Recent arrivals, clockwise from top left:
- All Are Welcome by Alexandra Penfold and Suzanne Kaufman - from Random House Children's Books for book tour
- There There by Tommy Orange - purchased
- Who Was Genghis Khan? by Nico Medina and Andrew Thomson and
- Who Was George Washington Carver? by Jim Gigliotti and Stephen Marchesi, both from Penguin Workshop for tour
The latter two books are companions to a Netflix series. There, There (or There There -- I'm unsure about punctuation or lack thereof) is one of the books I ordered from Book Depository, a few weeks ago. One more should be arriving soon.
Books acquired at Gardner's Used Books and Music in Tulsa with credit (and some cash), top to bottom:
- The End of the Battle by Evelyn Waugh
- Officers and Gentleman by Evelyn Waugh
- North and South by Elizabeth Gaskell
- Without My Cloak by Kate O'Brien
- Saraband by Eliot Bliss
- Where Angels Fear to Tread by E. M. Forster
- Assault in Norway by Thomas Gallagher
- Six Weeks in the Sioux Tepees: A Narrative of Captivity by Sarah F. Wakefield
I've had a copy of Evelyn Waugh's Men at Arms for eons. Haven't read it, but now that I've got the full set I can read all three back-to-back if I choose, when I get to them, provided this series works for me. I loved Brideshead Revisited and a couple other Waugh books, but there's been at least one that I've attempted 2 or 3 times and never managed to get through.
I'm pretty sure I've never read Elizabeth Gaskell and I haven't seen the North and South mini-series, which is suprising given my love for British television. The next three books are Virago classics and of those three, the one I would have happily kept reading on the day I sat in a chair and paged through the books to see if they interested me, Saraband most thoroughly sucked me in. I just reread the first page and I'm tempted to find a soft spot with a lamp and hide.
Assault in Norway is a WWII tale about "sabotaging the Nazi nuclear program" (that's the subtitle, actually). I always glance at the WWII section in history to see if there's anything interesting and I believe that one caught my eye because of Foyle's War. I'm not positive, but I think Norway is where Paul Milner (Foyle's second in command) was injured and I'm pretty sure I haven't yet read anything about Norway's part in WWII.
Books finished since last Malarkey:
- Between You and Me by Susan Wiggs
I only finished a single book primarily because I was sleeping well, last week (once I returned home). Since I read at bedtime, if I fall asleep easily it usually means less reading and that was the case -- which means I need to head to bed earlier so I can read more, of course. Between You and Me is a very sweet romance between an "English" doctor and an Amish man. I haven't read a story set in the Amish community for some time, so I'd forgotten that people who live outside the Amish world in America are referred to as English.
- Israel/Palestine by Alan Dowty
- What Every Body is Saying by Joe Navarro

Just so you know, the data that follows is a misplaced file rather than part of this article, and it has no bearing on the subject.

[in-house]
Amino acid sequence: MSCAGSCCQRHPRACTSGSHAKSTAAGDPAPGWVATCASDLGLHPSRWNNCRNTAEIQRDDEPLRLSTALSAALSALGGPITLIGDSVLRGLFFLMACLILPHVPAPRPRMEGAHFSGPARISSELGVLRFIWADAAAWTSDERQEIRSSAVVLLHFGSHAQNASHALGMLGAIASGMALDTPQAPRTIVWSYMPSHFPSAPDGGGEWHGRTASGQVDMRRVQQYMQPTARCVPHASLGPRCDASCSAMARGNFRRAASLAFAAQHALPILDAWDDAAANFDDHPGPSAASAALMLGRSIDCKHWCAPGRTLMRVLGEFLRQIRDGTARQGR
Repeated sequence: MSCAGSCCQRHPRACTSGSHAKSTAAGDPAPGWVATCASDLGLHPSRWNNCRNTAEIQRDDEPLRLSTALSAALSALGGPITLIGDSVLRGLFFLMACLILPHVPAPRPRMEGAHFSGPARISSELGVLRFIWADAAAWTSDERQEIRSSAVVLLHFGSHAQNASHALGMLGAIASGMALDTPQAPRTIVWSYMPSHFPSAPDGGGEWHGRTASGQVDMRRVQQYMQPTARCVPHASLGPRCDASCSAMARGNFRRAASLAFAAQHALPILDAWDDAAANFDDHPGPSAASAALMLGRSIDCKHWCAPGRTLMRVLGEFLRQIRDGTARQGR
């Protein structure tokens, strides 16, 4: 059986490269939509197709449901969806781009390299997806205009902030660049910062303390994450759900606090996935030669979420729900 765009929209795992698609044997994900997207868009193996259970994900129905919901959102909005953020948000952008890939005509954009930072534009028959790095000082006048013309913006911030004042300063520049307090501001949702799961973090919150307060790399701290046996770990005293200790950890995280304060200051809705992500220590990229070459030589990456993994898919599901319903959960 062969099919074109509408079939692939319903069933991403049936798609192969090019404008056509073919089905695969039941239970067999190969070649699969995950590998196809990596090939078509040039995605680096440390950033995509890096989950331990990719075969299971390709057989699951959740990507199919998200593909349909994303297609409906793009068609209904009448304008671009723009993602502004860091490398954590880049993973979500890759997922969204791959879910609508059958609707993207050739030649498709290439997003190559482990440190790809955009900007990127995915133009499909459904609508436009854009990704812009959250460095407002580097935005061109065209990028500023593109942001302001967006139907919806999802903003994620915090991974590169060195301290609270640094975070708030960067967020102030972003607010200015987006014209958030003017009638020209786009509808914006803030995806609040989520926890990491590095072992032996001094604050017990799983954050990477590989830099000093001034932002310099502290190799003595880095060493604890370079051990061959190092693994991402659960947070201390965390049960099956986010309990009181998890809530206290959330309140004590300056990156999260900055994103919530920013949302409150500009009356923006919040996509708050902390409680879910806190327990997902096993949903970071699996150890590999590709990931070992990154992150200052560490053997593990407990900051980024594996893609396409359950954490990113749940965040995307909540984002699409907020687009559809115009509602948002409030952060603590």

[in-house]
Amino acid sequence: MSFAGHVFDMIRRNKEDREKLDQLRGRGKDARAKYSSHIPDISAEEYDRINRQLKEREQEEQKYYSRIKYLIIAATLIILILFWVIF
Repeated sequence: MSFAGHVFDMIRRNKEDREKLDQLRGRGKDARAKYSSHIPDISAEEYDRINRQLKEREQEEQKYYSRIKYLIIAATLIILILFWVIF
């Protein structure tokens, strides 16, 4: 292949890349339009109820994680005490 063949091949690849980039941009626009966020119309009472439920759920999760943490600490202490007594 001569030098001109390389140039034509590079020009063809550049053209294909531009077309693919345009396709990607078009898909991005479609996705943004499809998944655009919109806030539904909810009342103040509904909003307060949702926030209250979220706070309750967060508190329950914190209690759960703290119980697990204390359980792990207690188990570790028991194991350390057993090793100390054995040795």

- Six Weeks in the Sioux Tepees by Sarah F. Wakefield
- Bring Me Back by B. A. Paris
The first two have bookmarks in them but I've made no progress on them for a week or more. Six Weeks in the Sioux Tepees is the non-fiction title that has my attention, right now. However, I'm really in a fiction mood and tempted to pick up another fiction title to alternate with Bring Me Back and Six Weeks in the Sioux Tepees.
Last week's posts:
- It's the 4th (cat photo/holiday wishes)
- June Reads in Review, 2018 (one month's reads in brief)
- Fiona Friday - No videos allowed, Mom (cat photo)
No reviews at all because I was out-of-town part of the week, but hopefully this will be a good week for reviewing. We shall see. There's not much catch-up to be done.
In other news:
The Cold War Years episodes are very different from the WWII episodes and often the stories don't feel quite as complete to me, but I'd have been happy if Foyle's War went on forever. It's such a fascinating series and I love the main characters.
I wasn't sure I was going to like the show, at first, and my delightful spouse was absolutely not interested. But, I never did turn it off, obviously. And, midway through the pilot, Husband put down his phone. It's a compelling story and I liked the growth of Molly during the pilot. When it was over, I asked if he wanted to continue the series or if I should watch it on my own and he said, "We can watch it together." Yippee! There are only two seasons, so I'll have to keep scouting what to watch after that, but I'm excited.
For those who kindly recommended Broadchurch . . . that turned out to be a no go. Husband has watched the first episode and he declared it too violent for his taste. I might someday watch it on my own, but it won't be one we view together.
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I’ve heard good things about There There. I’ll look forward to your thoughts. Too bad about Broadchurch. I really like it.ReplyDelete
I've wanted to read There There since I first read about it (long before publication), so I'm hopeful that it'll be a good read. Dying to squeeze it in but I have quite a large number of books to get to, this month, so it will probably have to wait (she says, thinking . . . I could fit it in).Delete
Yeah, too bad, but not surprising. Husband is very picky about TV. That's why I was so excited about Foyle's War -- something we both love!! We don't agree often on movies or TV.